Very interesting point below: can we expect companies that collect and 'sell' our data to advertisers to really offer a 'do no track' button when that is the deal we made to use their services in the first place?The Consumer Privacy Bill of Rights: Are We the Consumers, Or Are We the Product? -
We’re not being honest with ourselves. And by “we” I mean consumers, those whose privacy the President, Google, and the DAA would protect. Google, Pandora, Facebook—each offers value in exchange for no money. This is not to lionize these three companies, because they’re not doing the Lord’s work out of love for mankind. They are companies, and soon all three will be answerable to shareholders. This is not a bad thing, but we shouldn’t pretend it’s not a thing.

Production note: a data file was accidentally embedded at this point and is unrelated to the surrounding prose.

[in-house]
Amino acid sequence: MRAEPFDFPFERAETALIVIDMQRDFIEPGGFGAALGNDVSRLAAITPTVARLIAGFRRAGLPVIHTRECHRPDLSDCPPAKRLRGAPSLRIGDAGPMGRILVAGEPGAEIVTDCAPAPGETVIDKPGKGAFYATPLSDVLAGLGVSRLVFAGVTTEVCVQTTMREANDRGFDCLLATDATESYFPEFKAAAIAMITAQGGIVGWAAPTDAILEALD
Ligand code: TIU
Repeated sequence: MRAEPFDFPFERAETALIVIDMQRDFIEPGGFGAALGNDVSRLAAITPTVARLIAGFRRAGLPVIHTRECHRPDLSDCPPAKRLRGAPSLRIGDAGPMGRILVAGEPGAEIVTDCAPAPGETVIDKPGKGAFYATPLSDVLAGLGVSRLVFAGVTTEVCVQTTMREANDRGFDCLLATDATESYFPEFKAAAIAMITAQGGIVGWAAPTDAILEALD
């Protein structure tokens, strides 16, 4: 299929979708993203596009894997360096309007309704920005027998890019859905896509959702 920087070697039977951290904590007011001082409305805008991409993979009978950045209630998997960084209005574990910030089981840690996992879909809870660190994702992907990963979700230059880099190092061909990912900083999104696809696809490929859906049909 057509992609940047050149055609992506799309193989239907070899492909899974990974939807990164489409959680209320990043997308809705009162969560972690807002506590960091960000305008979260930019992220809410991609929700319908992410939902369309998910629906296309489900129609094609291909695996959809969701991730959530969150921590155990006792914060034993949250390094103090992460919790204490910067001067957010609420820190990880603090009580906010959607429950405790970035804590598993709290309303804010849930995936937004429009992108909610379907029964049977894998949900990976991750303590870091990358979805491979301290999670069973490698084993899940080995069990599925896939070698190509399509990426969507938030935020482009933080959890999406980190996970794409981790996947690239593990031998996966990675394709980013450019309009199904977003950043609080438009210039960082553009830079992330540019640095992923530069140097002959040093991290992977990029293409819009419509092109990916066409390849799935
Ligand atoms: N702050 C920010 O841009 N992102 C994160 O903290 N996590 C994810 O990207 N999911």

What’s important to remember in this discussion is that we are not their customers. We are their product. Or, rather, when we use their services for free, information about our habits, friends, and preferences becomes their product, which they then sell to the companies of the Digital Advertising Alliance—their customers. When we demand that they not track us, remember us, store our information, or take notice of what we like, we are in fact telling them to give us something for nothing. That’s not how business works.
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